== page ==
Thursday, 27 April 2017


Release Date: 27/04/17
Publisher: Jonathan Cape


Not far in the future the seas have risen and the central latitudes are emptying but it’s still a good time to be rich in San Francisco where weapons drones patrol the skies to keep out the multitudinous poor. Irina isn’t rich, not quite, but she does have an artificial memory that gives her perfect recall, and lets her act as a medium between her various employers and their AIs, which are complex to the point of opacity. It’s a good gig, paying enough for the annual visits to the Mayo Clinic that keep her from ageing.

Kern has no such access; he's one of the many refugees in the sprawling drone-built favelas on the city’s periphery, where he lives like a monk, training relentlessly in martial arts, scraping by as a thief and an enforcer. Thales is from a different world entirely – the mathematically-inclined scion of a Brazilian political clan, he's fled to L.A. after the attack that left him crippled and his father dead.

A ragged stranger accosts Thales and demands to know how much he can remember. Kern flees for his life after robbing the wrong mark. Irina finds a secret in the reflection of a laptop’s screen in her employer’s eyeglasses. None are safe as they’re pushed together by subtle forces that stay just out of sight.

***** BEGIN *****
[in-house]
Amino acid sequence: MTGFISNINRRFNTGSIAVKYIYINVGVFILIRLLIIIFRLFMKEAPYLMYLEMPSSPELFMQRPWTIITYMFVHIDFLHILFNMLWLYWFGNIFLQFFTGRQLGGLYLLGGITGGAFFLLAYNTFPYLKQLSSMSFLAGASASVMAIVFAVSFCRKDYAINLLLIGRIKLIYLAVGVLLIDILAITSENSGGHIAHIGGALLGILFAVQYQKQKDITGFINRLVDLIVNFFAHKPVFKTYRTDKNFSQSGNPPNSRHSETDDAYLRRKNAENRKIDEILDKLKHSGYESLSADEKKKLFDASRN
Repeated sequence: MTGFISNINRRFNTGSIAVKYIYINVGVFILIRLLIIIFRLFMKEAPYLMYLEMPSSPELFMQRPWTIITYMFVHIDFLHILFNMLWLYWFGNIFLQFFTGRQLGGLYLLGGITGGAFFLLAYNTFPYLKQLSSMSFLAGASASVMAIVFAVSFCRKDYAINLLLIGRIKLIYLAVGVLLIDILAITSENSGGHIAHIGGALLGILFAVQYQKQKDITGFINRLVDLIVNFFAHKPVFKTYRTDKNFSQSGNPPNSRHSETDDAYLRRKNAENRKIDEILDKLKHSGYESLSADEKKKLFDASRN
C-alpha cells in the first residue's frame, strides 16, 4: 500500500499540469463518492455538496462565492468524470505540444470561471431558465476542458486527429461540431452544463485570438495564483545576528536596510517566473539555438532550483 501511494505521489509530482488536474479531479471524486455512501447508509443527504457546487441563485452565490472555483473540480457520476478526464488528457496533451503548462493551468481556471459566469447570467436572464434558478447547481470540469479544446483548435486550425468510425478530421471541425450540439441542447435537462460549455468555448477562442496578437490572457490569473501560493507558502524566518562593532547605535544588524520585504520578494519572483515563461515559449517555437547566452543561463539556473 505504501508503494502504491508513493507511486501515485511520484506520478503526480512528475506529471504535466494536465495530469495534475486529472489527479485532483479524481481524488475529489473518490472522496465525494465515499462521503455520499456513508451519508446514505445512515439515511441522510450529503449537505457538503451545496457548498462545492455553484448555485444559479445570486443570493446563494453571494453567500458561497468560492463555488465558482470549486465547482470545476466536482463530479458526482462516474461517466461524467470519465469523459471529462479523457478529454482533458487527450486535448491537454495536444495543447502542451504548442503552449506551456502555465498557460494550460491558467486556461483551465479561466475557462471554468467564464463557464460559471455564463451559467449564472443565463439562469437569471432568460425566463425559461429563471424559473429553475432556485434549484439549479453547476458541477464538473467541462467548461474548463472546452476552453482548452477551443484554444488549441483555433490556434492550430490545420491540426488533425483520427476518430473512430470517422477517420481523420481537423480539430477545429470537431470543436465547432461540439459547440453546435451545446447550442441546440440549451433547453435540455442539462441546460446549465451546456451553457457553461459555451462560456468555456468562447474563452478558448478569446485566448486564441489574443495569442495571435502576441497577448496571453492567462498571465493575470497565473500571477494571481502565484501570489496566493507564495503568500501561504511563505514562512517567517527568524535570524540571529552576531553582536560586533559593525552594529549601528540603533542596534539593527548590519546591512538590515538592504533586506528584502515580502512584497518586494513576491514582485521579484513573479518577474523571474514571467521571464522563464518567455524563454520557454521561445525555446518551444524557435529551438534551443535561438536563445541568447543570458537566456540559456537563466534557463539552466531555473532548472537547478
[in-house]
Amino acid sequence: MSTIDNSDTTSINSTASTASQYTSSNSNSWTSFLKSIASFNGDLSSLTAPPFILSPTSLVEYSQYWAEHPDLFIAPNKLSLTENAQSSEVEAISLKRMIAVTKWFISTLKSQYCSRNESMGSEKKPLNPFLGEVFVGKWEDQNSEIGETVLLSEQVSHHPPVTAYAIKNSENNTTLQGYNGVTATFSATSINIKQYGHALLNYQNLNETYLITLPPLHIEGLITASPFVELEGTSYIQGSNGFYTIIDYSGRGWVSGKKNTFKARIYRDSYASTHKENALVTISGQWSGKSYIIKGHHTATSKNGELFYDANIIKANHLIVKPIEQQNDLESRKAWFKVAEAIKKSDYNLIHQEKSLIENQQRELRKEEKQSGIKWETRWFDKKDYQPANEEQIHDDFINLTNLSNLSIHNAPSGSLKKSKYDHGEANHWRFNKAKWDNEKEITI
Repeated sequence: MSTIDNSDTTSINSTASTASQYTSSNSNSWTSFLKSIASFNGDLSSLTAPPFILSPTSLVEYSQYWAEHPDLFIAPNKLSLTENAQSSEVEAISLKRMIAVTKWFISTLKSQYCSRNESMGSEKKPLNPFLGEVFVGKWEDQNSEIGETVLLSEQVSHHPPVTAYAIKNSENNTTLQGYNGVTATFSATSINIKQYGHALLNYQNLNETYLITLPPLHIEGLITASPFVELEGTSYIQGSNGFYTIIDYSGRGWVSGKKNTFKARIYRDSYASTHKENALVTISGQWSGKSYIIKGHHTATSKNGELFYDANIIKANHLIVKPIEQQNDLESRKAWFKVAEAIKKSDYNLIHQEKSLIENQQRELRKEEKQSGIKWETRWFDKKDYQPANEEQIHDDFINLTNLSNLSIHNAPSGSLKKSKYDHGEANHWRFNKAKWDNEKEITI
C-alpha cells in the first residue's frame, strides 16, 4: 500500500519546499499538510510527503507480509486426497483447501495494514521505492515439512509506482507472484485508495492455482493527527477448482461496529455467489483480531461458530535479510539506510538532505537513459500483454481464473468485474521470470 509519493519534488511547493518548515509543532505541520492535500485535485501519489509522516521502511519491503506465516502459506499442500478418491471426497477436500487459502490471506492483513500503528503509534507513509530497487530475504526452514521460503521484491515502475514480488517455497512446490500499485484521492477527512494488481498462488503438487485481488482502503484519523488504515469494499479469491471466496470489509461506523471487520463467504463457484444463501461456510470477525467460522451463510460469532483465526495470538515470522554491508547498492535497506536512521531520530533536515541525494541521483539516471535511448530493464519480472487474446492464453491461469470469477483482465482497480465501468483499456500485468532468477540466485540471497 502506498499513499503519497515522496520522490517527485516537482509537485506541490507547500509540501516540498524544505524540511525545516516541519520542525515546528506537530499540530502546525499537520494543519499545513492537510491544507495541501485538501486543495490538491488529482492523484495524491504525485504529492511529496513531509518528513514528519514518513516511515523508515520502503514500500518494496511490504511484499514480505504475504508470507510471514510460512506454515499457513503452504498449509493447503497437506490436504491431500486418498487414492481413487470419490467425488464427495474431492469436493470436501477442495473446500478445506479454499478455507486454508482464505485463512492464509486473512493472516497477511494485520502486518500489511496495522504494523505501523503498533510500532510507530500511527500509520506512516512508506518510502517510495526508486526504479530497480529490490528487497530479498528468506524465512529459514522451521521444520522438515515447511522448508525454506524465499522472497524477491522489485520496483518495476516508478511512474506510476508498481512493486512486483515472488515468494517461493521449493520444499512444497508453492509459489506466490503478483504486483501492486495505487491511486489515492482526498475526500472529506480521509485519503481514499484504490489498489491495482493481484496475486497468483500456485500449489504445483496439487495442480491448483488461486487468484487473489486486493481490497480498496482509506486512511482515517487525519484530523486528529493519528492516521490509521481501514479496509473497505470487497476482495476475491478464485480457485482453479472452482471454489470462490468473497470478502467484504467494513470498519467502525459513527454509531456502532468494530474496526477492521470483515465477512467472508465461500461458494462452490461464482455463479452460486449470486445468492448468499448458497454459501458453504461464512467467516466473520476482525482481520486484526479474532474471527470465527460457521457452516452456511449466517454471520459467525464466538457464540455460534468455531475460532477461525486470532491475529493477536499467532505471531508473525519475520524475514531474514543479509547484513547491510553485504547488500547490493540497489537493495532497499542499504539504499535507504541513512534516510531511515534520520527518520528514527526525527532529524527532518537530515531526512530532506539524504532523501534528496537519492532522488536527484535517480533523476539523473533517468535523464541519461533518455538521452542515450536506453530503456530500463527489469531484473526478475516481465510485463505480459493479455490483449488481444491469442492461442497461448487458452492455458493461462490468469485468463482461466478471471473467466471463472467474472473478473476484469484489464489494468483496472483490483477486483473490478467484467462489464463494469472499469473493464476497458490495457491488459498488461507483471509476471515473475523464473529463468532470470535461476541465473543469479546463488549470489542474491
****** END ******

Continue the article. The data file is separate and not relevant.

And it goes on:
Vivid, tumultuous and propulsive, Void Star is Zachary Mason’s mind-bending follow-up to his bestselling debut The Lost Books of the Odyssey.


Sad to say that I was expecting quite a lot out of this book and was sadly disappointed with a tale that was very cold and a bit too clean almost as if a super computer had written it and removed all warmth from within. Thats not to say its a terrible book, it was just a title that didn't gel with me purely for the fact that I couldn't find a character within that I liked or wanted to spend time around.

Whilst it will appeal to a number of readers out there, it really wasn't my bag of *micro" chips and whilst I could see some good solid writing with decent prose all round it just didn't want to keep me engaged with what was happening within. A great shame.

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